Video of the Day If you're accustomed to eating a very high-carb diet and suddenly switch to a very low-carb diet, you could experience rather dramatic drops in your blood sugar during the first few days or weeks of your transition. This low blood sugar can cause notably uncomfortable side effects and intense cravings. Carbs and Blood Sugar Your body converts consumed carbohydrates into glucose, a type of sugar. When the glucose enters your bloodstream, it leads to an increase in your blood sugar level. The pancreas produces insulin in response to spikes in blood sugar, which helps your body store the sugar for energy. This insulin release subsides when your cells absorb the sugar and your levels stabilize. In a healthy body, the surge of blood sugar and insulin is relatively moderate and keeps you evenly motoring through your day. When you eat lots of carbohydrates, your body's blood sugar remains consistently high and your system constantly pumps out insulin. This chronic elevation of blood sugar and release of insulin causes inflammation, an increase in fat storage and an inability to burn stored fat. Chronically high blood sugar levels increase your risk of disease, including heart disease and type 2 diabetes. You crave carbohydrates regularly for energy, because your body isn't efficient at using stored fat for fuel. How a Low-Carb Diet Impacts Blood Sugar If you regularly consume a large amount of carbohydrates, especially refined ones like white bread and soda, you may experience a notable drop in blood sugar when you drastically reduce your carb intake. In the first week of carb reduction, your body will seek to maintain your high sugar intake. You'll crave carbohydrates and may even feel weak because your body hasn't yet become efficient at burning fat for fuel Continue reading >>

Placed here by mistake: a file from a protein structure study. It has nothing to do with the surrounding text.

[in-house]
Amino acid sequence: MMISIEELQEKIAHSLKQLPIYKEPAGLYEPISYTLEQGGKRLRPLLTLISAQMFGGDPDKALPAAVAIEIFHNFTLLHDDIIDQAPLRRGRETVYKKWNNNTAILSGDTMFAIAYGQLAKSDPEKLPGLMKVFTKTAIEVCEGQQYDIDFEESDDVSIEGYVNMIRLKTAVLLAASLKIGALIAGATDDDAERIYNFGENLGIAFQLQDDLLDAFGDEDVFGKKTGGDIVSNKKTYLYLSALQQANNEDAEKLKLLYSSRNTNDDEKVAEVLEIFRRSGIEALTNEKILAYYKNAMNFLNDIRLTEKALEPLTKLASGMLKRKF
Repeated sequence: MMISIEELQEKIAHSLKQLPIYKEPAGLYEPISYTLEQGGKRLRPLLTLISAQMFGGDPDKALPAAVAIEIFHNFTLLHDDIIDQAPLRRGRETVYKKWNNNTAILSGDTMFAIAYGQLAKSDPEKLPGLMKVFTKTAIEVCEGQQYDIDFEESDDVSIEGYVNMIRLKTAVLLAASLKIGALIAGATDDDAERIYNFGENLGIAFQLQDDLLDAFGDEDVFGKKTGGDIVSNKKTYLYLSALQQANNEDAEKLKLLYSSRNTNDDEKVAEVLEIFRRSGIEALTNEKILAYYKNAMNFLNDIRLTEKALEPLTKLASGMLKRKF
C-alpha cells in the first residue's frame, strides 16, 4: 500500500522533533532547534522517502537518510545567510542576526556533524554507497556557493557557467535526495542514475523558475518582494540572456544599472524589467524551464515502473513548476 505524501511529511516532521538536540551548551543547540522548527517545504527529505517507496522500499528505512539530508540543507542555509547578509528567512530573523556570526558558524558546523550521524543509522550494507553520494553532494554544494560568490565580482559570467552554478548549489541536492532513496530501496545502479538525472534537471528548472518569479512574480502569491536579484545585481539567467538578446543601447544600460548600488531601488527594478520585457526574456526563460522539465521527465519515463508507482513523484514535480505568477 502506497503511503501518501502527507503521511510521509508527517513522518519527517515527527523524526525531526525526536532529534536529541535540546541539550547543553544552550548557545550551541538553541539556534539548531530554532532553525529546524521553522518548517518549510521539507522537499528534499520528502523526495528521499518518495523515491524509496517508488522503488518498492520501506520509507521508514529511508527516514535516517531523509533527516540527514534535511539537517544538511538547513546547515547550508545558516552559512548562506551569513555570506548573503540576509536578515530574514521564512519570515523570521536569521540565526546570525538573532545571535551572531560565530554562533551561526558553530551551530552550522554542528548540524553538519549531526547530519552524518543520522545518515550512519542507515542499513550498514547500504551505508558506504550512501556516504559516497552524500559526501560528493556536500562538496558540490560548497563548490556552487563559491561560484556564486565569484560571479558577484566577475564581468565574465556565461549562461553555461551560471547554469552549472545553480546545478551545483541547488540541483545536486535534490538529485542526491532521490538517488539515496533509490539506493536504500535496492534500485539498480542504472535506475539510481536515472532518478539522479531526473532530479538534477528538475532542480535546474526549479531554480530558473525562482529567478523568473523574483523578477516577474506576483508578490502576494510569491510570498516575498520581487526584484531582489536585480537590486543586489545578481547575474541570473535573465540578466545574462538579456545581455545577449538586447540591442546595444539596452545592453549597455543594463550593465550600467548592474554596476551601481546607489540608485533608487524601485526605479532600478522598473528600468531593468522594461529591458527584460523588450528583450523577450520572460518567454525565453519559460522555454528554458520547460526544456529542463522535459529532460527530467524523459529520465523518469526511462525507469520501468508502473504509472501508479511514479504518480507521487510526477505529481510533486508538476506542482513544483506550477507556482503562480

How Low Is Low Carb?
Many agree: People with diabetes should eat a low-carb diet. Last week we looked at what “carbs” are. But what is meant by “low?” How much carbohydrate should you eat? The Dietary Guidelines for Americans, 2010, (PDF) recommend that healthy people get 50–65% of their calories from carbohydrates. A study posted on the American Diabetes Association (ADA) Web site agrees. For a woman eating a below-average 2,000 calories a day, 50–65% would be 250–325 grams of carb a day. The Dietary Guidelines call for “a balanced diet that includes six one-ounce (28.3 g) servings of grain foods each day.” This would mean 170 grams of carbohydrate from grains alone each day. And the average American diet includes many other carb sources. Most men eat closer to 3,000 calories a day, so their numbers would be higher. Sixty percent of 3,000 would be 1,800 calories, equivalent to 450 grams of carbohydrate each day. Anything less than the recommended range is sometimes considered “low-carb.” Most popular low-carb diets, like Atkins, South Beach, Zone, and Protein Power, are much lower, from 45% of calories down to 5%. Many diabetes experts recommend somewhat lower carb intakes than ADA does. On our site, dietitian Jacquie Craig wrote, “Most people need between 30–75 grams of carbohydrate per meal and 15–30 grams for snacks.” So that sounds like between 120 and 300 grams a day. Dr. Richard Bernstein, an MD with Type 1 diabetes and a long-time advocate of the low-carb approach to diabetes, suggests much lower intakes. He says eat 6 grams of carbs at breakfast, and snacks, 12 grams each at lunch and dinner. So that would be about 40 grams of carbs per day. If 12 grams per meal sounds like a small amount, it is. It’s about the amount in an average slice of bread. An Continue reading >>
Is Your Fasting Blood Glucose Higher On Low Carb Or Keto? Five Things To Know